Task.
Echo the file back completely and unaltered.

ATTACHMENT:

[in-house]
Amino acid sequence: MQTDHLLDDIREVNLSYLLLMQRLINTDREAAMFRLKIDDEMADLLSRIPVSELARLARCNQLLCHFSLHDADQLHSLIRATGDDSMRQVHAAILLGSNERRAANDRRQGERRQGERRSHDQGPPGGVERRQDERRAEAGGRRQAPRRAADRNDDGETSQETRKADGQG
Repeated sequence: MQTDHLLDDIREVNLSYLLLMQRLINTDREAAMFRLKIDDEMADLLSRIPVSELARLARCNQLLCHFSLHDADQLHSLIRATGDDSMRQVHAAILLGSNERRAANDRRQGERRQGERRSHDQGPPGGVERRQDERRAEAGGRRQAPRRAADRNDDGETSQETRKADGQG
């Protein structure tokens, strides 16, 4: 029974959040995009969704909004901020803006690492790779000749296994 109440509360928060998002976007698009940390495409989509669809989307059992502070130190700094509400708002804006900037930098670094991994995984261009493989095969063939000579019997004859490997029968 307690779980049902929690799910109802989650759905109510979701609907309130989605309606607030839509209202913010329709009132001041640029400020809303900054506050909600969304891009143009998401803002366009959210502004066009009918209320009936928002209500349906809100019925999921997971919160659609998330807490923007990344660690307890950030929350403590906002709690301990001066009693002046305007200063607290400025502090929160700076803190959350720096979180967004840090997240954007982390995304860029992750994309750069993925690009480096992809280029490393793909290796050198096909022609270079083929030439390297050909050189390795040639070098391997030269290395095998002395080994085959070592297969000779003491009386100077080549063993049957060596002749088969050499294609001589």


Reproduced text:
[in-house]
Amino acid sequence: MQTDHLLDDIREVNLSYLLLMQRLINTDREAAMFRLKIDDEMADLLSRIPVSELARLARCNQLLCHFSLHDADQLHSLIRATGDDSMRQVHAAILLGSNERRAANDRRQGERRQGERRSHDQGPPGGVERRQDERRAEAGGRRQAPRRAADRNDDGETSQETRKADGQG
Repeated sequence: MQTDHLLDDIREVNLSYLLLMQRLINTDREAAMFRLKIDDEMADLLSRIPVSELARLARCNQLLCHFSLHDADQLHSLIRATGDDSMRQVHAAILLGSNERRAANDRRQGERRQGERRSHDQGPPGGVERRQDERRAEAGGRRQAPRRAADRNDDGETSQETRKADGQG
């Protein structure tokens, strides 16, 4: 029974959040995009969704909004901020803006690492790779000749296994 109440509360928060998002976007698009940390495409989509669809989307059992502070130190700094509400708002804006900037930098670094991994995984261009493989095969063939000579019997004859490997029968 307690779980049902929690799910109802989650759905109510979701609907309130989605309606607030839509209202913010329709009132001041640029400020809303900054506050909600969304891009143009998401803002366009959210502004066009009918209320009936928002209500349906809100019925999921997971919160659609998330807490923007990344660690307890950030929350403590906002709690301990001066009693002046305007200063607290400025502090929160700076803190959350720096979180967004840090997240954007982390995304860029992750994309750069993925690009480096992809280029490393793909290796050198096909022609270079083929030439390297050909050189390795040639070098391997030269290395095998002395080994085959070592297969000779003491009386100077080549063993049957060596002749088969050499294609001589």